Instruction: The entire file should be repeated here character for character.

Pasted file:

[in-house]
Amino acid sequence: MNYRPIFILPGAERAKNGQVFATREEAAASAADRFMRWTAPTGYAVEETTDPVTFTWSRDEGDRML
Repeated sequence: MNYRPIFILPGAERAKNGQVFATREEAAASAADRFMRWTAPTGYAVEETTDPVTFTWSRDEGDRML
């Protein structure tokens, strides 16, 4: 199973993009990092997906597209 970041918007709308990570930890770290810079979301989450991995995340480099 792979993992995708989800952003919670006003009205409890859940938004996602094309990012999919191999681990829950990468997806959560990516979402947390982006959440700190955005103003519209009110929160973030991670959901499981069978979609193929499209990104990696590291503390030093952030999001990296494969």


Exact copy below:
[in-house]
Amino acid sequence: MNYRPIFILPGAERAKNGQVFATREEAAASAADRFMRWTAPTGYAVEETTDPVTFTWSRDEGDRML
Repeated sequence: MNYRPIFILPGAERAKNGQVFATREEAAASAADRFMRWTAPTGYAVEETTDPVTFTWSRDEGDRML
């Protein structure tokens, strides 16, 4: 199973993009990092997906597209 970041918007709308990570930890770290810079979301989450991995995340480099 792979993992995708989800952003919670006003009205409890859940938004996602094309990012999919191999681990829950990468997806959560990516979402947390982006959440700190955005103003519209009110929160973030991670959901499981069978979609193929499209990104990696590291503390030093952030999001990296494969």